Sunday , 23 September 2018

When will we start river and water body rejuvenation?

 By Ranjay Sinha


In the present world scenario, due to the rapid urbanisation and industrialization human population have been increasing exponentially.  People are desperately in quest of the land and water resulting in heavy burden on the availability of the fresh water. It is well known fact in spite of 75 per cent of water bodies available in the world we are getting less than one per cent of fresh water for our use.

In India, the 2nd largest populated country is facing extensive crisis of water since last few decades. Findings of reports on the availability of water are alarming as 600 Indians face high to extreme water stress. India ranks 120th among 122 countries in water quality index. The government has been taking initiatives to get rid of acute crisis of fresh water but for fresh water we are fully dependent on south west and north east monsoon which is mostly irregular in nature. The Indian monsoon cycle is mostly irregular in pattern and many research papers has been published by distinguished scientists like Dr Rajiv Nigam, NIO, Goa, Dr N Khare, ministry of earth science, New Delhi on predicting the future behaviour of monsoon and climate.

During the tenure of  former Prime Minister, Atal Bihari Vajpayee, the planning to connect all the major rivers of India together was initiated but not implemented. The objectives of this valuable plan was to ensure water to each and every part of the country, prevent flooding and ensure adequate flow to those rivers which receive low rainfall and those falling in rain shadow areas.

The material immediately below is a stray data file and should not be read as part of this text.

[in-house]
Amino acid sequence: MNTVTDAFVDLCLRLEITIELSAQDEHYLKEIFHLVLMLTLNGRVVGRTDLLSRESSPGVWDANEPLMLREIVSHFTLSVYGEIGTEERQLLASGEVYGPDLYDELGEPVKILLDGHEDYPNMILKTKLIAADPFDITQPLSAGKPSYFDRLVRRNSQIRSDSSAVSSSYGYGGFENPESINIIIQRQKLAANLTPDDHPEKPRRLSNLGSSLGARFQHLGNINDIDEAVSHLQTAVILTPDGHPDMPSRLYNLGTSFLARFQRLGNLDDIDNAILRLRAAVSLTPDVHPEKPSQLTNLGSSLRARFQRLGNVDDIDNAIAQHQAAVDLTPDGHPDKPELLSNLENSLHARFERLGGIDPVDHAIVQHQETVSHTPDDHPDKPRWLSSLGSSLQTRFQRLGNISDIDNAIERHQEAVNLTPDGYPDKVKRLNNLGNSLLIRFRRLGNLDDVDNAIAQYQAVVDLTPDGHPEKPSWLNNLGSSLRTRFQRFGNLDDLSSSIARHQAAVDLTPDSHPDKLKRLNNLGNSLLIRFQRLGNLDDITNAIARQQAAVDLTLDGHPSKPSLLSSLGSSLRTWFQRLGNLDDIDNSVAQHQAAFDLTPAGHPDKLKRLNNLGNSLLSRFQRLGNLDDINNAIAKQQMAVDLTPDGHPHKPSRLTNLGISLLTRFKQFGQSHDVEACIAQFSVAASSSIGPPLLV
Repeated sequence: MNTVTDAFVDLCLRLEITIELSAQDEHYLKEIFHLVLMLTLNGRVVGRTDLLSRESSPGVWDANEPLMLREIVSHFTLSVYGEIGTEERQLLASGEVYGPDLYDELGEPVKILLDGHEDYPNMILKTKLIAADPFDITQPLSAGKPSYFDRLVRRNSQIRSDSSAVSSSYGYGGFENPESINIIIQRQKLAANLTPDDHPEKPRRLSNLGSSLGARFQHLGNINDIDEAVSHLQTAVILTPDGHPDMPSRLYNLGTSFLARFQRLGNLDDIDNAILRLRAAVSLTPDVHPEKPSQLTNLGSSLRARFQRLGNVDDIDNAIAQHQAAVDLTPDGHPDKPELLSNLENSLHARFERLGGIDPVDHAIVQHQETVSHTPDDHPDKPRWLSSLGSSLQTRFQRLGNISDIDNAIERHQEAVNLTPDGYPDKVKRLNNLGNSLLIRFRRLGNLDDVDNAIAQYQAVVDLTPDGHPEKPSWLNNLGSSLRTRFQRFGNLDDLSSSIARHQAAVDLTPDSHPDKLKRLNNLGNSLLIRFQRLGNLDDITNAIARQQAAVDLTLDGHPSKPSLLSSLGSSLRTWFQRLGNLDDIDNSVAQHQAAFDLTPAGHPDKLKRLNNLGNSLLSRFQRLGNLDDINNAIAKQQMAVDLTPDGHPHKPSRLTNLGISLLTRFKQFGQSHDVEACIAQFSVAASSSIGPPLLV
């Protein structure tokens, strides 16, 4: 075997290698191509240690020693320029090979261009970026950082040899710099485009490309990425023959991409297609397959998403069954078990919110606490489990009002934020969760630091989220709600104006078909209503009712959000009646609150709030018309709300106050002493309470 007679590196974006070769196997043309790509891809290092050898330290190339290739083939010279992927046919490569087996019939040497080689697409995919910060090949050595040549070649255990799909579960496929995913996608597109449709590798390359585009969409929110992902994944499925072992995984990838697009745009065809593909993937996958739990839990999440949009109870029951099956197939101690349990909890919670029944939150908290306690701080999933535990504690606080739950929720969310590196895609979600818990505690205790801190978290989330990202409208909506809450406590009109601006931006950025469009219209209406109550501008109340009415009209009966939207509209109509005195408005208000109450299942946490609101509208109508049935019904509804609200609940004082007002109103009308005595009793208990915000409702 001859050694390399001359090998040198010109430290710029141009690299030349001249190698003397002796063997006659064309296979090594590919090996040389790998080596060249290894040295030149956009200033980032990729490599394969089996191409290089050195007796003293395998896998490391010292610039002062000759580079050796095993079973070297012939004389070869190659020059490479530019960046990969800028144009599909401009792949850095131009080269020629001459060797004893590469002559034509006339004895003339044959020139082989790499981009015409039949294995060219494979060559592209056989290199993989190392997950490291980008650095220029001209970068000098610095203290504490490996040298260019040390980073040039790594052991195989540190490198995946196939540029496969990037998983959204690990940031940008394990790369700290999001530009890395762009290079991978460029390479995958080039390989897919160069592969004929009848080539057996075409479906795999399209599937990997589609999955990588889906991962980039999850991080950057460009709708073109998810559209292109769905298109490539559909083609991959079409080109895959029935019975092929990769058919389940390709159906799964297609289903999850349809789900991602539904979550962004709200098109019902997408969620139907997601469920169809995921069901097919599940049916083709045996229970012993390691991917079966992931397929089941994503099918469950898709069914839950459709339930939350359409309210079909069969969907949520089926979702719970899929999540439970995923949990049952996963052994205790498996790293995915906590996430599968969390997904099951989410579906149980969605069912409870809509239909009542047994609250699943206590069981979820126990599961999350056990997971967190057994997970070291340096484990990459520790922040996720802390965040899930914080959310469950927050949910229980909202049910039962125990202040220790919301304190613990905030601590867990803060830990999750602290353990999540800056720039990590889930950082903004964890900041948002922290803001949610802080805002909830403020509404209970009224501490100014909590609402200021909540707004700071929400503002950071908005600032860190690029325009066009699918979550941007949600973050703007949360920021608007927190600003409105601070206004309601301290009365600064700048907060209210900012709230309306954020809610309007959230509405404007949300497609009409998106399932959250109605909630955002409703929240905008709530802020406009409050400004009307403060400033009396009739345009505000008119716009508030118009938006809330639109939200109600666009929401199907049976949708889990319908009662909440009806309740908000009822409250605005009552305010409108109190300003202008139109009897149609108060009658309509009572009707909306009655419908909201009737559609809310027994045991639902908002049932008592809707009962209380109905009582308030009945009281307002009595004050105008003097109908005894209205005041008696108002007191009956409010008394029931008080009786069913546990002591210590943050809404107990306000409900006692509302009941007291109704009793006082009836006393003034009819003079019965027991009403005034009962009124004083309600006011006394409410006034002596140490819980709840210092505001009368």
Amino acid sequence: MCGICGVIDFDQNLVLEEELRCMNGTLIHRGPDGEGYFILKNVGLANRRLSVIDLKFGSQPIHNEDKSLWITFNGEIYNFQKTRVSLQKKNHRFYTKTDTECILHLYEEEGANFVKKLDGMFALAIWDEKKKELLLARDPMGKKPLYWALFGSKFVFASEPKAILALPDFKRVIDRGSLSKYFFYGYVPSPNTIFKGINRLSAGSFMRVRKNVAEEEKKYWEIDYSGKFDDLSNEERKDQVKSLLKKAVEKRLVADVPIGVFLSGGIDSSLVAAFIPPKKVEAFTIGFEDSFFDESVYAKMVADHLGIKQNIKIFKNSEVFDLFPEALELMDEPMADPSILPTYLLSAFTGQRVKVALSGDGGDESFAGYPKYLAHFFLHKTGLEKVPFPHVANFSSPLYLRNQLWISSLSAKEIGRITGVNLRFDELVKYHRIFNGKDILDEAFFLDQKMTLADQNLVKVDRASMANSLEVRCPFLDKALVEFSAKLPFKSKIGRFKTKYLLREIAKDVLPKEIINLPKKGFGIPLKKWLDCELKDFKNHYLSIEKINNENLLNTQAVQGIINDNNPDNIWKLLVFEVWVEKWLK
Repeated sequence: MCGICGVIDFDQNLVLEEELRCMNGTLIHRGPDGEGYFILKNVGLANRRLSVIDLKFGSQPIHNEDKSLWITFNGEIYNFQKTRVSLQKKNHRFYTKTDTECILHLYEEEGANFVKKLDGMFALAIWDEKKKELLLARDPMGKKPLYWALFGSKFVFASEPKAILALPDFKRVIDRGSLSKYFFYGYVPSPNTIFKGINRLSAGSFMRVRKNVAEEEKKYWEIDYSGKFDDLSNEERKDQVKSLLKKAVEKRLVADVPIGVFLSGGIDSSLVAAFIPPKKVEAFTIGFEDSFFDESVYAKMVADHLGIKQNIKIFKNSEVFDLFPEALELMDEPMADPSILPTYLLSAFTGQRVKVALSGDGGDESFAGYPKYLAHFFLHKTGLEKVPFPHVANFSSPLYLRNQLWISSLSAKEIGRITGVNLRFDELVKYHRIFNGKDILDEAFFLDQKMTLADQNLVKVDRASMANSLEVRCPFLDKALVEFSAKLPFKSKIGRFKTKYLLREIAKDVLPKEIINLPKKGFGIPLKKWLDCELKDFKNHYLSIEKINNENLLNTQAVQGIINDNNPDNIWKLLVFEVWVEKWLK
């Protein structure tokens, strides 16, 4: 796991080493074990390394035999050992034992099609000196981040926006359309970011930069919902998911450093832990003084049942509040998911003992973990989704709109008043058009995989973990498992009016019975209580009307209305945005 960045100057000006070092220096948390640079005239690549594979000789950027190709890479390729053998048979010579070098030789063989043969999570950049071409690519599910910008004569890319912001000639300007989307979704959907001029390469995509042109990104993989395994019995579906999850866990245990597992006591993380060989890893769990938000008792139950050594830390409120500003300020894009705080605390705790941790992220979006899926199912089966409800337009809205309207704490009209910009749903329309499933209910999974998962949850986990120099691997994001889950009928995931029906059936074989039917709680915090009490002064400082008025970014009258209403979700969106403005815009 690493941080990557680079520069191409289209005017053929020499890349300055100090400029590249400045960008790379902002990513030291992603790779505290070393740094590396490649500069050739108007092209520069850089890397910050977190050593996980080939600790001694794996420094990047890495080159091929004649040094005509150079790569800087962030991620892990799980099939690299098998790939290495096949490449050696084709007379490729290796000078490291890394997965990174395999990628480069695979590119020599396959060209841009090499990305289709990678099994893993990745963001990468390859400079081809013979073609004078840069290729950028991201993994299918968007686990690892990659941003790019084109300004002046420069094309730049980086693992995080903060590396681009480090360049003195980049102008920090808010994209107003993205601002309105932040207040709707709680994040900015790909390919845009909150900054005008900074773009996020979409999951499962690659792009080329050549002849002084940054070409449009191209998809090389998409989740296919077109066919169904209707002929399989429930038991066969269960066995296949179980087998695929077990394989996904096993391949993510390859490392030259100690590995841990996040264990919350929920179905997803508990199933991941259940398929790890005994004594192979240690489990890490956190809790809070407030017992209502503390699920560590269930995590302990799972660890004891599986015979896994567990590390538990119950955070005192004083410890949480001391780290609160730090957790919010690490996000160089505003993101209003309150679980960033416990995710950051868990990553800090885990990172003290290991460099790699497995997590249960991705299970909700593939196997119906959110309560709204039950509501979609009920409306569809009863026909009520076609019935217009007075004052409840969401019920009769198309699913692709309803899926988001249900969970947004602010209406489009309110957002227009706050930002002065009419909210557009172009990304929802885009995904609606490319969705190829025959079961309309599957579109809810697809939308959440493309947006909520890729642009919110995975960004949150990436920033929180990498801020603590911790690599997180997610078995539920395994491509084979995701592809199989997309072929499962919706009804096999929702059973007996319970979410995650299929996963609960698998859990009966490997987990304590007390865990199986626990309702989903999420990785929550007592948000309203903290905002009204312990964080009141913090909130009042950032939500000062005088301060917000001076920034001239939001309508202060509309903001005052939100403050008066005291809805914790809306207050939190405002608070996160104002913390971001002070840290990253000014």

Every year during the monsoon periods we are finding that some areas are over rained while some part are still facing draughts resulting in the over rained area gets flooded and the damage of life and properties to habitants. Similarly, rain deficit areas also face the famine situation. Afterwards, the farmer loses the crop due to irregular pattern of monsoon and fails to repay loans.

Now is the time to make a concrete program to recharge and conserve the fresh water. In a interview Rajendra Singh, water conservationist and Ramon Megsaysay award and Stockhholm Water prize winner revealed that, about 70 per cent of small rivers have died. He said that, water conservation efforts must involve people and not contractors.

Niti Aayog recently come out with a composite water management index to assess the performance in efficient management of water resources. But as per the Niti Aayog report, MGNREGA is not doing enough for river rejuvenation. The money was used for building roads, toilets, generating employment etc.

Every year during the monsoons, the main rivers and its tributaries carry million tons of rock debris, sand, silts and clay which they either dump in their banks or near the estuaries area. These silts and sands also gets deposited in the river basins and occupy a huge areas which in turns led to flooding even during a small amount of rain because these rivers do not have any more space to hold the water. Moreover, as the storage of water is very less it gets dried up even in the beginning of summer which results in water crisis along the nearby areas.